The national construction industry added 8,000 net new jobs on a seasonally adjusted basis in September, according to an analysis by Associated Builders and Contractors (ABC) of a recent release from the U.S. Bureau of Labor Statistics. The nonresidential sector added 11,700 jobs for the month, which means that residential construction lost several thousand jobs. Nonresidential specialty trade contractors paced the segment, adding 8,500 net new jobs on a monthly basis.
According to the National Bureau of Economic Research, the U.S. economy has gone through eight cycles of recession since 1960. This means the United States has found itself in a correction/recession every eight years in the past 56 years. The economy is now in its seventh year of official growth since 2009. These statistics suggest that in the next 18 to 24 months, the economy will face headwinds, or market correction.
In 2016, it seemed as though the United States was always marking time. Everyone was waiting to see which way the presidential election would go and the economy chugged along at 1.6 percent, according to a report by the U.S. Commerce Department. This was a slip from 2.6 percent in 2015—the worst performance since 2011. By contrast, 2017 has been a banner year for the stock market. Optimism over tax incentives and reduced regulation has fueled speculation and enticed money into the market.
The consensus that our nation’s aging infrastructure is in serious need of repair and the need to rebuild is broadly accepted by legislators, business leaders and the American public.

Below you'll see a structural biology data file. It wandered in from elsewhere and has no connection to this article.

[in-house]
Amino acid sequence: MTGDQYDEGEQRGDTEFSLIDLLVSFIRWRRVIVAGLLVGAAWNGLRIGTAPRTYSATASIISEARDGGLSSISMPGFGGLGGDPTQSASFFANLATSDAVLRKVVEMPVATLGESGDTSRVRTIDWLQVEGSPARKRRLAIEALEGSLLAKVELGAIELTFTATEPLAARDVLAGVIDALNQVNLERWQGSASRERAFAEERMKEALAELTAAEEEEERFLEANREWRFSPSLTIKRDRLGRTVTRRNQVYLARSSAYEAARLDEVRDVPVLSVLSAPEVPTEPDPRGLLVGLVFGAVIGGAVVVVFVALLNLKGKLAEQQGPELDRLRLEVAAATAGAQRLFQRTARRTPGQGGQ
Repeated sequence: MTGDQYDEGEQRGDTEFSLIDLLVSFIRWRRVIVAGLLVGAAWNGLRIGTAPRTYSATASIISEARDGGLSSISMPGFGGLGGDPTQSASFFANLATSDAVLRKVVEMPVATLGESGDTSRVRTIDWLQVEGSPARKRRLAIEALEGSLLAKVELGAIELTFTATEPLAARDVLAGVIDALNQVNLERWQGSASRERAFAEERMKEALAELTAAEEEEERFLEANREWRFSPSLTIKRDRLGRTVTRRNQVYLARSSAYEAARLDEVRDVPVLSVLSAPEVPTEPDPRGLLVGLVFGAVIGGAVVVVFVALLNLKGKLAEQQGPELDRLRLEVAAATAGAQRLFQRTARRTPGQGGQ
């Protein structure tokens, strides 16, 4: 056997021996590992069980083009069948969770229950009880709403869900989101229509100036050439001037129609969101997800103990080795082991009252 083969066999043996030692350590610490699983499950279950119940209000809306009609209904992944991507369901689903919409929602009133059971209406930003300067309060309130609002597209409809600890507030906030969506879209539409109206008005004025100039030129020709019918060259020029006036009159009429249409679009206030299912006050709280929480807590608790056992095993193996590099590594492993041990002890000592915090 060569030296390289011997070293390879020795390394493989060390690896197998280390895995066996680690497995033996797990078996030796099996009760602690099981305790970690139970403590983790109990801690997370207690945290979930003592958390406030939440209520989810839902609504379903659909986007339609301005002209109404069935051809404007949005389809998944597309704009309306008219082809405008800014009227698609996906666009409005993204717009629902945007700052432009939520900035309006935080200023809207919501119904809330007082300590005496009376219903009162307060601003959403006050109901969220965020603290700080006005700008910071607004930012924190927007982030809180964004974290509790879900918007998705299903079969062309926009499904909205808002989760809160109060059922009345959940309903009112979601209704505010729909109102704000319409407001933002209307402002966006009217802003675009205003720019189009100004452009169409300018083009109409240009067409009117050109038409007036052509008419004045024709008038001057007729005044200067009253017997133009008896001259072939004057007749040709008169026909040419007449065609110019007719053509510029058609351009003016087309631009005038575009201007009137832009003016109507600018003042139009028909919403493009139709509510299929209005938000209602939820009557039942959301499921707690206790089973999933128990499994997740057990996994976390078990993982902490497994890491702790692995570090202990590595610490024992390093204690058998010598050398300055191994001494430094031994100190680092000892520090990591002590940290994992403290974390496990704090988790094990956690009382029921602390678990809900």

If economic performance reflected consumer and business ebullience, the United States would be in the midst of a historic boom.
Construction input prices increased 0.3 percent in July and are up 3 percent on a year-over-year basis, according to an Associated Builders and Contractors (ABC) analysis of data released by the Bureau of Labor Statistics. Nonresidential construction input prices were in line with overall industry dynamics, increasing 0.3 percent for the month and 2.7 percent for the year.
Construction input prices remained unchanged in May, ending five consecutive months of price expansion, according to analysis of Bureau of Labor Statistics data released by Associated Builders and Contractors (ABC). Construction input prices expanded 3.4 percent on a year-over-year basis.
National construction employment added 11,000 net new jobs on a seasonally adjusted basis in May according to analysis of U.S. Bureau of Labor Statistics data released by Associated Builders and Contractors (ABC).
National construction employment remained largely unchanged for the second consecutive month, adding 5,000 net new jobs on a seasonally adjusted basis in April, according to analysis of U.S. Bureau of Labor Statistics data released by Associated Builders and Contractors (ABC).
The U.S. economy’s performance slowed in the first quarter of 2017, but nonresidential fixed investment expanded at an impressive 9.4 percent seasonally adjusted annual rate, according to analysis of U.S. Bureau of Economic Analysis data released by Associated Builders and Contractors (ABC).
Nonresidential construction spending contracted during January, according to analysis of U.S. Census Bureau released by Associated Builders and Contractors (ABC). Nonresidential spending fell 1.9 percent from December to $698.4 billion on a seasonally adjusted, annualized basis. This represents the first month total nonresidential construction spending dipped below $700 billion since July 2016.
Construction input prices collectively rose by 1 percent on a monthly basis and 3.8 percent on a year-over-year basis, according to analysis of U.S. Bureau of Labor Statistics data released today by Associated Builders and Contractors. This represents the fastest year-over-year rate of materials price inflation since the beginning of 2012. Nonresidential input prices rose 0.9 percent for the month and are up 4 percent year over year.